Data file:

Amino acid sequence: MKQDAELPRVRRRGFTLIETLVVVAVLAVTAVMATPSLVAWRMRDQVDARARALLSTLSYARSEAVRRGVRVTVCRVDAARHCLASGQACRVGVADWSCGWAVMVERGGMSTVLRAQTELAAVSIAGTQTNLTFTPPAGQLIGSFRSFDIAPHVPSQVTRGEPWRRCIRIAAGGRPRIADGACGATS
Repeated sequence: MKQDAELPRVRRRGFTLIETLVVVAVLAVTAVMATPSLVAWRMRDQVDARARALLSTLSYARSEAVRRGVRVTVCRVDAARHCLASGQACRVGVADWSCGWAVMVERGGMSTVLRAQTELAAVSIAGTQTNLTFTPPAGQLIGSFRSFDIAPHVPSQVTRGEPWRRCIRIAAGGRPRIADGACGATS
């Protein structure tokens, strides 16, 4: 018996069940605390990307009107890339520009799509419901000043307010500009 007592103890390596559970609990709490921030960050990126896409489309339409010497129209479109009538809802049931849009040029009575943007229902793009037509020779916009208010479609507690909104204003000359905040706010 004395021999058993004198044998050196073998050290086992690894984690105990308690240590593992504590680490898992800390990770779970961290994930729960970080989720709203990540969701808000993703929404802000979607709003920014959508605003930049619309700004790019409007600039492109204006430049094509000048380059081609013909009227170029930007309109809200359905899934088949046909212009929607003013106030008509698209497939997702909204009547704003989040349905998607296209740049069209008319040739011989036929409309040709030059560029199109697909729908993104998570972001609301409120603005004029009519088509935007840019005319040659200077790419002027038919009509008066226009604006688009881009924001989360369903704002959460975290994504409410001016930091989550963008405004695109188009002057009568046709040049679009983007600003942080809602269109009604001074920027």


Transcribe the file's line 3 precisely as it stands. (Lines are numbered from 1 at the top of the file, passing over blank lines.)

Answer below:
């Protein structure tokens, strides 16, 4: 018996069940605390990307009107890339520009799509419901000043307010500009 007592103890390596559970609990709490921030960050990126896409489309339409010497129209479109009538809802049931849009040029009575943007229902793009037509020779916009208010479609507690909104204003000359905040706010 004395021999058993004198044998050196073998050290086992690894984690105990308690240590593992504590680490898992800390990770779970961290994930729960970080989720709203990540969701808000993703929404802000979607709003920014959508605003930049619309700004790019409007600039492109204006430049094509000048380059081609013909009227170029930007309109809200359905899934088949046909212009929607003013106030008509698209497939997702909204009547704003989040349905998607296209740049069209008319040739011989036929409309040709030059560029199109697909729908993104998570972001609301409120603005004029009519088509935007840019005319040659200077790419002027038919009509008066226009604006688009881009924001989360369903704002959460975290994504409410001016930091989550963008405004695109188009002057009568046709040049679009983007600003942080809602269109009604001074920027």